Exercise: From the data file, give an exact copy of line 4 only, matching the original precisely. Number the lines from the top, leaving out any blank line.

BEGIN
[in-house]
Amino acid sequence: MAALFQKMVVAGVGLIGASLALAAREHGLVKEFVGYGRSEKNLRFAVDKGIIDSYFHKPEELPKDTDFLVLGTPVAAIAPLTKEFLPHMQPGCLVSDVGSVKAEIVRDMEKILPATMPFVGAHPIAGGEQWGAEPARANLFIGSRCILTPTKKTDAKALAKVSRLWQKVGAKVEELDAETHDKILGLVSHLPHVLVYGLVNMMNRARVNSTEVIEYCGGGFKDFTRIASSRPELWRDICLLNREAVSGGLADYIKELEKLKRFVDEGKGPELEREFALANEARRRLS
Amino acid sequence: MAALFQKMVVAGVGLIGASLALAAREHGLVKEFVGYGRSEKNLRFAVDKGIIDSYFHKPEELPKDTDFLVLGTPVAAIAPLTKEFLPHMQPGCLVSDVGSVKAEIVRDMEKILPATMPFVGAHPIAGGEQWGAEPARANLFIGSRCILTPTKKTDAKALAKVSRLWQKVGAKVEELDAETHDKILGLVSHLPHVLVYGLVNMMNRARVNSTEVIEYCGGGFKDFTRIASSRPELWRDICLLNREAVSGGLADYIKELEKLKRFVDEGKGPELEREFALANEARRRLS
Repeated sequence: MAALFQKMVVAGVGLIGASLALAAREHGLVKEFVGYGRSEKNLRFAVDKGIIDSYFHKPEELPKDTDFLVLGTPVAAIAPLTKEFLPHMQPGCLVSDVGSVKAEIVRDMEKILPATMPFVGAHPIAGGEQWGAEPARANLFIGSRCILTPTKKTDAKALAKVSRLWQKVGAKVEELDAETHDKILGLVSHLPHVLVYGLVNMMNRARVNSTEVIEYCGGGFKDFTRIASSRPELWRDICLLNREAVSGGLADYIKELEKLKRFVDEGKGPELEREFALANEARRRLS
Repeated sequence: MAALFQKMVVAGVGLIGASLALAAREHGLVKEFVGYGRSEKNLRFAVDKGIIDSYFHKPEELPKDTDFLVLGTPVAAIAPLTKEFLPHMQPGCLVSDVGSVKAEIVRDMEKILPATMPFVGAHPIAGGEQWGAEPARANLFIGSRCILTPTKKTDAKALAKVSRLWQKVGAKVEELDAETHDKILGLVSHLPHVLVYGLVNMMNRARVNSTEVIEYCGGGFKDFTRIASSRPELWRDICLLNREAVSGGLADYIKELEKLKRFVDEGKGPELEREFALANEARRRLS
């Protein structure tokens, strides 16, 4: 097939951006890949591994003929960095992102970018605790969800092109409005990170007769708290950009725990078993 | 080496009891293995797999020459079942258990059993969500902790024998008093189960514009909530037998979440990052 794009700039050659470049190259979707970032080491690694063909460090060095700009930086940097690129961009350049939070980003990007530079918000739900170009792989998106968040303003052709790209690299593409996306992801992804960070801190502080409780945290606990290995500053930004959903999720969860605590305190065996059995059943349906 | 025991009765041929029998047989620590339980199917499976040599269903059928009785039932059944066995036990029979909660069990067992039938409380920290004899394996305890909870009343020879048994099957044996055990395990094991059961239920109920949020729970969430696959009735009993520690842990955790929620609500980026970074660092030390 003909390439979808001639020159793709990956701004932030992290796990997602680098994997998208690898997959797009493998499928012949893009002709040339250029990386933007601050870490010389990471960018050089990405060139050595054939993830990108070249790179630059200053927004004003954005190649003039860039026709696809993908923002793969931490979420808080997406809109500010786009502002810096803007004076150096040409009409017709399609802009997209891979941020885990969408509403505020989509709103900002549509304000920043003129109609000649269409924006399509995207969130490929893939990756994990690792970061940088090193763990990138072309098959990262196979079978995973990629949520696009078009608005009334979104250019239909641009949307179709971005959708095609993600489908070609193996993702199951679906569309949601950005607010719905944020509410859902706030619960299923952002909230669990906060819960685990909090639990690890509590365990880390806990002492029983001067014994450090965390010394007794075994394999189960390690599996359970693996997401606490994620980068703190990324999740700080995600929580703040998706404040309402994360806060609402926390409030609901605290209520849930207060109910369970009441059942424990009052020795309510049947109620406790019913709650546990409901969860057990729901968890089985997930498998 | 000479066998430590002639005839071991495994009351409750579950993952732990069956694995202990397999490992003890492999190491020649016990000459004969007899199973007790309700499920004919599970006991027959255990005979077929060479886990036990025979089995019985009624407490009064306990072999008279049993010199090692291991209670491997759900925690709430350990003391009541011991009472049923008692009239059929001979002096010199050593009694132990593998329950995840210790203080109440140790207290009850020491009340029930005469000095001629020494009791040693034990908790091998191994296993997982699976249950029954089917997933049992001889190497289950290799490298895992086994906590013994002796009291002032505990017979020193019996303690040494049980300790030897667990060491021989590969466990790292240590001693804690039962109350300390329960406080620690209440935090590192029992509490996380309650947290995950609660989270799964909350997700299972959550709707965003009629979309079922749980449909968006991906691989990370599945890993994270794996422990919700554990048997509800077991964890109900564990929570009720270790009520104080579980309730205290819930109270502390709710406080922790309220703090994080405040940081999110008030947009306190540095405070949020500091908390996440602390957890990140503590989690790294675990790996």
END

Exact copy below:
Repeated sequence: MAALFQKMVVAGVGLIGASLALAAREHGLVKEFVGYGRSEKNLRFAVDKGIIDSYFHKPEELPKDTDFLVLGTPVAAIAPLTKEFLPHMQPGCLVSDVGSVKAEIVRDMEKILPATMPFVGAHPIAGGEQWGAEPARANLFIGSRCILTPTKKTDAKALAKVSRLWQKVGAKVEELDAETHDKILGLVSHLPHVLVYGLVNMMNRARVNSTEVIEYCGGGFKDFTRIASSRPELWRDICLLNREAVSGGLADYIKELEKLKRFVDEGKGPELEREFALANEARRRLS